CHINESE STATE CIRCUS
Clapham Common, London SW4
Opened 21 October, 1992

The demise of Archaos hasn't meant the death of unconventional circus. Having evolved over 2000 years along lines distinct from western circus, the Chinese variety shows some coincidental kinship: clowns perform a plate-spinning act, a wire-walker hops nonchalantly across while musicians play a cheeky Viennese waltz parody. But its own character is some way from circus as we know and are bored by it. Many of the props here are everyday objects: the enamel dishes which a woman kicks into a stack balanced on her head while riding a seven-foot unicycle atop a five-foot ball or the uncanny 25-foot pyramid of chairs perched on each other by their rear legs only, while a troupe of balancers turn seven-decker handstands on the chairs' backs.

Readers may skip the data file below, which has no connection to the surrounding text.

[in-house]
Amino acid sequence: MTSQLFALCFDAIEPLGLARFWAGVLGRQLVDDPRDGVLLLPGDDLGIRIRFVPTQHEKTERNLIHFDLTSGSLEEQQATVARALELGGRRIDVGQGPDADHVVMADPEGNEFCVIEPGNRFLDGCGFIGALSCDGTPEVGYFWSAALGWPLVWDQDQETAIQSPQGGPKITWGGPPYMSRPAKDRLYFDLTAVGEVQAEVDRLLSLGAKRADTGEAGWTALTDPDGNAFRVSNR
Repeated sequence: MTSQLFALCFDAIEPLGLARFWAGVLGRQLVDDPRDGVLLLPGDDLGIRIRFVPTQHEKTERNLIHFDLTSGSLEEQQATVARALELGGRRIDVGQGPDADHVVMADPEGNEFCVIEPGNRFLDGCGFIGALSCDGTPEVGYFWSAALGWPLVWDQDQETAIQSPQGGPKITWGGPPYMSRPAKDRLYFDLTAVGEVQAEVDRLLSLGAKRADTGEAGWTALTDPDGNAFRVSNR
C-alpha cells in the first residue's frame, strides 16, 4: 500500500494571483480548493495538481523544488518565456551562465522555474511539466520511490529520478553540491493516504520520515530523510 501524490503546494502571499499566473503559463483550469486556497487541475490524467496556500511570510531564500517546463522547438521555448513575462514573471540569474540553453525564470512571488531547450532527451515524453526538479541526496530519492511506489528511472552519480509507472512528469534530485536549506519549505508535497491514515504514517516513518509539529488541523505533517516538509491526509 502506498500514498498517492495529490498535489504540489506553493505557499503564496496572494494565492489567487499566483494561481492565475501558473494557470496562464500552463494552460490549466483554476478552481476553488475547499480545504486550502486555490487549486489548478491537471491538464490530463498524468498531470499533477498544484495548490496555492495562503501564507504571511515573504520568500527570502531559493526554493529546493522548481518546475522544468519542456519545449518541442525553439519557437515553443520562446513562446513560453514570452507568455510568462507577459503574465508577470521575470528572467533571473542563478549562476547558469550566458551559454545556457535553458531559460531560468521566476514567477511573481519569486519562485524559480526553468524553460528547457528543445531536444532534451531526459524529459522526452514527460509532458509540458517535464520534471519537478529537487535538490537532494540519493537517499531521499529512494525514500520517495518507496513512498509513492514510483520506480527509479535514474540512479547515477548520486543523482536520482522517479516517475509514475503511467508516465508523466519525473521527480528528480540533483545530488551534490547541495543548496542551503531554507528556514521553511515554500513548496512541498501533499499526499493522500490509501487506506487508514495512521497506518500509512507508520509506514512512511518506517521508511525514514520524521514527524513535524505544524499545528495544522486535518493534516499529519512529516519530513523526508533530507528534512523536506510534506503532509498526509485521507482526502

Some acts in the programme have been omitted (perhaps because the big top isn't big enough), but what with the tumblers diving four at a time through a tower of hoops, juggling enormous spinning bolas, balancing a 20-foot pole-cum-banner (one performer kicks it onto his partner's head, still balanced, then heads it onto the other's coccyx), and of course the legendary Lion Dance much more comical, sensual and affecting when seen in the, erhm, fur there's more than enough here to keep anyone entranced for two hours.

Written for City Limits magazine.

Copyright Ian Shuttleworth; all rights reserved.

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